Traditional Homemade Bacon

½ teaspoon black peppercorns
1 teaspoon coriander seeds
1 tablespoon unrefined salt
1 heaped tablespoon unrefined sugar (e.g. rapadura)
1 garlic clove, finely chopped
1 kg pork belly
1 cup wood chips (oak, black wattle, chestnut, grape vine or from any fruit tree)
Special equipment
2 woks
strong metal hook
small round metal rack
meat thermometer

This is the traditional way to make bacon. These days, most bacon is made using nitrates to speed up the curing process – taking one to two days – and to make the bacon look pink, but recent studies have suggested that nitrates are carcinogenic. When you make it the traditional
way, the whole process takes 21 days, and it’s actually a grey–brown colour on the outside once cured – this is how it should look.

We got this recipe and learnt the process through trading with an amazing man called Mike Patrick, who is the absolute pro at smoking
everything. These days, smoking your own meat can seem complicated, with people building whole smokehouses just for curing meat, but actually you can do it on your stove and this recipe makes it achievable for everyone.

smoking-bacon_008Day 1. Grind the peppercorns and coriander seeds using a mortar and pestle or blitz them in a blender. Add the salt, sugar and garlic and continue to grind or blitz until evenly combined.

Place the pork belly on a baking tray and rub all sides with the salt and spice mixture. Make sure you rub thoroughly and cover all of the pork.

Place the pork in the fridge in a deep-sided tray, uncovered. Flip the pork belly every day for the next 10 days.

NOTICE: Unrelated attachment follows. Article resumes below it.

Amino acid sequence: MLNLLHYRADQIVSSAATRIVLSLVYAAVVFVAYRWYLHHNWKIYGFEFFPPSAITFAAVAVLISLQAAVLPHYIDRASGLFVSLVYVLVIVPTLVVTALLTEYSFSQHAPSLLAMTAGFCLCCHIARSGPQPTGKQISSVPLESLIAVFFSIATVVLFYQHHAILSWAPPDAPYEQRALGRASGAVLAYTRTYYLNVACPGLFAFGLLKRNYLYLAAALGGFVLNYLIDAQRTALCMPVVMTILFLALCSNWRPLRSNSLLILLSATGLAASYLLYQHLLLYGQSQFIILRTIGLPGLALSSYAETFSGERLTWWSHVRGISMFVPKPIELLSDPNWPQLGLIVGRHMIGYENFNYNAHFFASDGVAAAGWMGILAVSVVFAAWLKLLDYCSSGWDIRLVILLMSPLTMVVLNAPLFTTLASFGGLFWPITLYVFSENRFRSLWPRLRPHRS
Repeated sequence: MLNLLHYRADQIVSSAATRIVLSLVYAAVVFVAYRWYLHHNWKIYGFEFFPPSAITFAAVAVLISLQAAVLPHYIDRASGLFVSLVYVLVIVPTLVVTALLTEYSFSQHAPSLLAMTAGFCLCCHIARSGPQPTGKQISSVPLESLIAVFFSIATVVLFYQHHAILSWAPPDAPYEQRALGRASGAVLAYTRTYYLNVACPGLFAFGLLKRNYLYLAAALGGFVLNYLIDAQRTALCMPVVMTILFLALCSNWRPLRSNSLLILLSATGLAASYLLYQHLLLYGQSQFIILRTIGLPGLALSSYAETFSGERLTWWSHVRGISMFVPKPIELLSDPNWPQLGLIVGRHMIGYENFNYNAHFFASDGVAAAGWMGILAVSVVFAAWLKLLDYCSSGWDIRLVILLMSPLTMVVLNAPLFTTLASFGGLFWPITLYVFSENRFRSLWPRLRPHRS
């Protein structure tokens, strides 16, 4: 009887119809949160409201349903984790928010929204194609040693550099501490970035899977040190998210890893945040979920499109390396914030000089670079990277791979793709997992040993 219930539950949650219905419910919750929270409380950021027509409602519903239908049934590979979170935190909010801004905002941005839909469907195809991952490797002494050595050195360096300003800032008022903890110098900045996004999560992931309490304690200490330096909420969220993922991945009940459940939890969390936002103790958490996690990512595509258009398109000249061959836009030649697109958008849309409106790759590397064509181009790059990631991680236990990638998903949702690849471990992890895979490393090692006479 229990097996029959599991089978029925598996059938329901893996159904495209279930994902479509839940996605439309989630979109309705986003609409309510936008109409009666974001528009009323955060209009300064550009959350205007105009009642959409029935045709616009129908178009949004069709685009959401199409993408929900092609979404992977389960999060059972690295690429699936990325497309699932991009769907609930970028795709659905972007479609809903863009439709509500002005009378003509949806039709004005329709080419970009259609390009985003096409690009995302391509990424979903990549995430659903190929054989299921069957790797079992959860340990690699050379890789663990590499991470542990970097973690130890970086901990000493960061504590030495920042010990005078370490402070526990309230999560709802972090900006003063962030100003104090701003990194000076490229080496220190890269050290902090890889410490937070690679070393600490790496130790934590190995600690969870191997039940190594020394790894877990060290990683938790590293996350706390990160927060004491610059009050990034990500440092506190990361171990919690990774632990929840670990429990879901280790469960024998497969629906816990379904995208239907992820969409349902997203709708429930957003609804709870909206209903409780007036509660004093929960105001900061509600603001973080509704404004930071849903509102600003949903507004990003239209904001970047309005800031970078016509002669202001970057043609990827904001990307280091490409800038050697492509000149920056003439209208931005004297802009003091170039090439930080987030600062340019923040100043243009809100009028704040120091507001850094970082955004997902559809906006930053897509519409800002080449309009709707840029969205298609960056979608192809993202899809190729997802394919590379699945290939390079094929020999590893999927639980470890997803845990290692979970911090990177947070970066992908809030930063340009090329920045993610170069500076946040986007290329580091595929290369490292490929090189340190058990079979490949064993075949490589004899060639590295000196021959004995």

Day 11. Wash the pork thoroughly with cold water and pat dry with a tea towel. Hang in the fridge using the metal hook for 10 days (you may need to take a shelf out).

Day 21. It’s bacon day. Get a wok and place the wood chips in the bottom, place the rack over the wood chips and place the pork belly on the rack.

Insert a thermometer into the centre of the bacon at the thickest point. Place the second wok upside down on top so that it forms a lid and seals – it should look like a big clam. Place on the stove and turn the heat to high. Once it begins to smoke, reduce the heat to medium–high and smoke for about 2 hours (it doesn’t get too smoky, but turn the exhaust fan on and open the windows anyway) until the internal temperature of the bacon reaches 65°C.

Remove the bacon from the smoker and leave on the bench to cool. Slice into 4–5 cm-wide strips before refrigerating or freezing. It will keep in the fridge for at least 1 month, or in the freezer for 6–12 months. Note. Slow and consistent heat while cooking will achieve the best results, so try not to open the woks while cooking. ‘If you’re lookin’, you ain’t cookin’.’ – MIKE

From Grown and Gathered
Matt & Lentil
Published by Plum


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